‘Women’s issues’ affect people of all genders, just as ‘violence against women’ is not a female problem.
*This article contains mentions of sexual assault and rape.
The term ‘violence against women’ is often used to discuss a range of issues – sexual assault, domestic abuse, femicide, coercive control, and more.
But does the term itself, although often all-encompassing, truly lend to identifying the prominent factor in so many of these cases – men?
‘Violence against women’ can take the agency away from the perpetuator, often reflecting what has happened to a woman, instead of who did what to her. Rather than focusing on the person committing violence, we focus heavily on the victim and their own actions – an issue that, irrespective of the ways we speak about these kinds of violent acts, tends to vastly be the case across the board.
It’s not language committing sexual assault, it’s people. It’s not words murdering women, it is, for the most part, men. But as it stands, it’s still predominantly women being told to protect themselves, and it’s still predominantly men being told nothing.
According to Women’s Aid, every one in two women murdered in Ireland are killed by their partner or former partner. 87% of women killed in Ireland knew their attacker, while 62% were killed in their own homes.
Speaking of male violence instead of female targeting won’t stop these acts from happening, but it could lead to greater onus being put on the perpetrators of violent acts, instead of what women should be doing to keep themselves safe.
The Metropolitan Police were criticised last week following the sentencing of police officer Wayne Couzens for the murder of Sarah Everard.
Everard, a 33-year-old marketing executive, was killed while walking to her home in London earlier this year. Couzens, off-duty at the time, produced his ID card and handcuffs, “arresting” Everard before kidnapping and murdering her. Her body was discovered in a woodland near Couzens’ Kent home.
After the sentencing, the Met Police released a list of ways that women can keep themselves “safe” – in the streets, in public spaces, and in the company of police officers.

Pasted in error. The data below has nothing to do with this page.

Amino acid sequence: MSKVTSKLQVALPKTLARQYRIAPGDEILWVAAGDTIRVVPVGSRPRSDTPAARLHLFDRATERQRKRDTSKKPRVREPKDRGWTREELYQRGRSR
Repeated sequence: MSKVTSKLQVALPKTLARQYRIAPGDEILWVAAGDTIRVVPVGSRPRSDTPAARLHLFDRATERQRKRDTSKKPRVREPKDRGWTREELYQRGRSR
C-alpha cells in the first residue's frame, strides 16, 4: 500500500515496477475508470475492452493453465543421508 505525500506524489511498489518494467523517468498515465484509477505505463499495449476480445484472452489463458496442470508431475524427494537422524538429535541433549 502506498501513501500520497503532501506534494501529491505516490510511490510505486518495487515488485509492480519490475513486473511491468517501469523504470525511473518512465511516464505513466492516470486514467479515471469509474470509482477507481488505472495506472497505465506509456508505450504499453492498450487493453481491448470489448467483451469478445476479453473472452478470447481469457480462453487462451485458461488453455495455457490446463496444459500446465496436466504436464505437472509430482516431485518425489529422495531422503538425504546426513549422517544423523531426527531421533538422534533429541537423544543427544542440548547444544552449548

The “guidance” was harshly criticised, not just for its bizarre advice to “flag down a bus” if you think a police officer is acting suspiciously, but for its blatant inability to recognise the true source of this violence: men. And in this case: a male police officer.
Earlier this year, Irish author Anne Enright spoke of the unjust focus that the judicial system – and society as a whole – puts on the actions of victims, rather than that of their perpetrators. Writing in the Irish Times, she asked why we don’t speak about ‘male violence’, and how the words we use too often eradicates male agency from the equation.
“Men do not just disappear in court, they disappear from the discussion, they disappear from the language we use,” she said. “Rape is described as ‘a women’s issue’. We speak of ‘women’s safety concern’”, not ‘concerns about men’s violence’.”
Femicide isn’t the only act where men are often removed from the situation, and oftentimes saved from culpability. How many times have we heard the phrases ‘She got herself pregnant’ or ‘She was drunk’ when speaking about incidents that also involve the actions of men?
When we speak of ‘women’s issues’, we speak of a plethora of things: violence, healthcare, murder, employment, motherhood, abortion, assault, pay gaps, the list goes on. But we also presume that these problems are just that – for women, belonging to them, pertaining only to them.
‘Women’s issues’ affect people of all genders, just as ‘violence against women’ is not a female problem. Language is important, but so are actions – and the two may be more intertwined than we think.